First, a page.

Ruth 1, 19-22
Something to read
So the two of them went on until they came to Bethlehem. When they came to Bethlehem, the whole town was stirred because of them; and the women said, `Is this Naomi?' She said to them, `Call me no longer Naomi, call me Mara, for the Almighty has dealt bitterly with me.
I went away full, but the Lord has brought me back empty; why call me Naomi when the Lord has dealt harshly with me, and the Almighty has brought calamity upon me?' So Naomi returned together with Ruth the Moabite, her daughter-in-law, who came back with her from the country of Moab. They came to Bethlehem at the beginning of the barley harvest.
New Revised Standard Version
To read the King James Version, click here
Something to think about
So Naomi returns to Bethlehem. I think her outburst is wonderful, don’t call me ‘Naomi,’ which means pleasant, call me ‘Mara’ which means bitter.
The way she tells her story is so precise yet full of pain, I left here ‘full’ and come back ‘empty’ [v21]. The fullness was of course a husband and two sons; the emptiness is that they are now buried in Moab.
Today there are tens of thousands of migrants who have similar pain-filled stories. It is interesting that when Naomi points the blame at God, she uses the Hebrew word ‘Shaddai’ [pronounced shad-dah'-ee] which means Almighty, this is the same title used in Job. Is this being used in a derogatory sense, ‘The Almighty has done this’?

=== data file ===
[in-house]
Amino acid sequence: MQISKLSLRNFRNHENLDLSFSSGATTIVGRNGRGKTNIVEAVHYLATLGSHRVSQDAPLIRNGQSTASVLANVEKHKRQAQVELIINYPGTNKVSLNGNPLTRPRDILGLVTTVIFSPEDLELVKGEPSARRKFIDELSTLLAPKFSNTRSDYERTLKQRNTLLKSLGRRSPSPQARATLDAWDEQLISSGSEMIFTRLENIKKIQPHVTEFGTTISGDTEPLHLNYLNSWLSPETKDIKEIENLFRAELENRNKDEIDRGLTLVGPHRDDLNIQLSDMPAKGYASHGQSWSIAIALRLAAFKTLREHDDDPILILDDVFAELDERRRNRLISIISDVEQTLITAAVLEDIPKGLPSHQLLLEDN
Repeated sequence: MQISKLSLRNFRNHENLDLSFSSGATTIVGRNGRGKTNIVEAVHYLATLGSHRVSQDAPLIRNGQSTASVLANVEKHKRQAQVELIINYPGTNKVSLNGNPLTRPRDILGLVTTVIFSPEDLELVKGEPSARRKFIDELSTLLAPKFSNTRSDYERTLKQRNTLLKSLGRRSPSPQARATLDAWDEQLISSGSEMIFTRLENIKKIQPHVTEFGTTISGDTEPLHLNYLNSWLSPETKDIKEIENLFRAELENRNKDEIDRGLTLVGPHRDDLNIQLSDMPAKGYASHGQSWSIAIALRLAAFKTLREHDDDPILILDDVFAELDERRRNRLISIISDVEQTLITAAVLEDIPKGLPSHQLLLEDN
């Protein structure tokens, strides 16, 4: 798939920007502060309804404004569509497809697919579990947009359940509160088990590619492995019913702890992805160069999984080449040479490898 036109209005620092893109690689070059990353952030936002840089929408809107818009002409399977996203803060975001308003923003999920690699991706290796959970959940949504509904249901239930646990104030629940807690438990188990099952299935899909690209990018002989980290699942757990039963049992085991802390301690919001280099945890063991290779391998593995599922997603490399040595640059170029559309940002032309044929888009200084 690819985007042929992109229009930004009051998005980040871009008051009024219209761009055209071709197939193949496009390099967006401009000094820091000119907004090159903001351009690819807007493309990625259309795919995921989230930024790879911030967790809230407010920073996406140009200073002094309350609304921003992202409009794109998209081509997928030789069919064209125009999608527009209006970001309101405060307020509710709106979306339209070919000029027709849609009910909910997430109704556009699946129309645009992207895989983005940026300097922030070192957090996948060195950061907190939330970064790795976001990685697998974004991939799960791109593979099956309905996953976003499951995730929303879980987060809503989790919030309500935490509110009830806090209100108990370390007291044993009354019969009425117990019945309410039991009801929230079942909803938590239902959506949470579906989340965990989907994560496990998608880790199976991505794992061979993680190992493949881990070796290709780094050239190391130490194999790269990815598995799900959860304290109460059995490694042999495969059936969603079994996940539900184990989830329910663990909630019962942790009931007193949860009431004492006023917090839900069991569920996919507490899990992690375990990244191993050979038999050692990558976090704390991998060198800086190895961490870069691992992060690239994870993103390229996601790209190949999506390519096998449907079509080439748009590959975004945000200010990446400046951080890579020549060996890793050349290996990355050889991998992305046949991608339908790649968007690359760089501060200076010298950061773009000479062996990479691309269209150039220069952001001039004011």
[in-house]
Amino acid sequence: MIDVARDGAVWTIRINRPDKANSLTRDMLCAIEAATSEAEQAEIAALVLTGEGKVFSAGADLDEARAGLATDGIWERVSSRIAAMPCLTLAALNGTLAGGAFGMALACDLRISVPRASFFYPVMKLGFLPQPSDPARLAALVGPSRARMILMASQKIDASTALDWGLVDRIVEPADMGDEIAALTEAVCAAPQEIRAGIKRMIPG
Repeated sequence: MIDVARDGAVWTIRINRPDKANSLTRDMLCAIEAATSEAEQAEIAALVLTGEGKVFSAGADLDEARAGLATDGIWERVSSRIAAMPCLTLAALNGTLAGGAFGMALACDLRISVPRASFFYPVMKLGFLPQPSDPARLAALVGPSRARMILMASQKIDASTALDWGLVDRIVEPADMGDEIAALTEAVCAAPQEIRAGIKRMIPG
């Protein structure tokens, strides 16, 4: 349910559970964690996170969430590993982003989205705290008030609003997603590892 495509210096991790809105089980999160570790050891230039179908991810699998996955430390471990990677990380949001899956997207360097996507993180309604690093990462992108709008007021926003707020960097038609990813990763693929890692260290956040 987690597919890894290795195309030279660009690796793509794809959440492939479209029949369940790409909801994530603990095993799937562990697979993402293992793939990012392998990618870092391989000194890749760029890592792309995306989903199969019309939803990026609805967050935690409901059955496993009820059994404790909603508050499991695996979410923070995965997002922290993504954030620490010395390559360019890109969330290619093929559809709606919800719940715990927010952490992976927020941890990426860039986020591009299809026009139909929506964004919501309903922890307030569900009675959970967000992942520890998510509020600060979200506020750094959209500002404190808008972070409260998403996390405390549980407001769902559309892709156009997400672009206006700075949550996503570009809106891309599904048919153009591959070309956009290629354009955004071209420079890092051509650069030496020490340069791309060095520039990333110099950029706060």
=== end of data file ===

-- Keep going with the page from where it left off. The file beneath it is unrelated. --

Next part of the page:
Naomi points an accusing finger, Job wanted to take The Almighty to court. How do you respond to life’s pains and frustration?
The psychiatrist tells us that by putting a brave face on our friends cannot reach or help the ‘real and hurting me.’ Spiritual advisers say our relationship with God is similarly distressed by us hiding the real self.
God knows us better than we know ourselves, so why attempt to hide? Once we become real before God, healing and renewal can start.
Something to do
Discover the meaning of Chilion, Mahlon and Ruth. When do you think they received their names … at birth or later? It is well worth reading the rest of Ruth.
Something to pray
Set aside time for this.
In a moment of quiet bring anything that pains you to God,
Share fully with Him in prayer, [anger, tears, sulks and silences are OK]
Then relax and allow God’s healing love to come to you,
Allow it flow through every part of your being.
Lord I bring the pain that hurts so much,
I hand them to you.
Heal and restore my innermost hurts.
In the name of Christ I ask this,
Today's contributor is The Rev Frazer Hawkes, a retired Methodist minister, who is a volunteer with Christian Aid's London and South East team.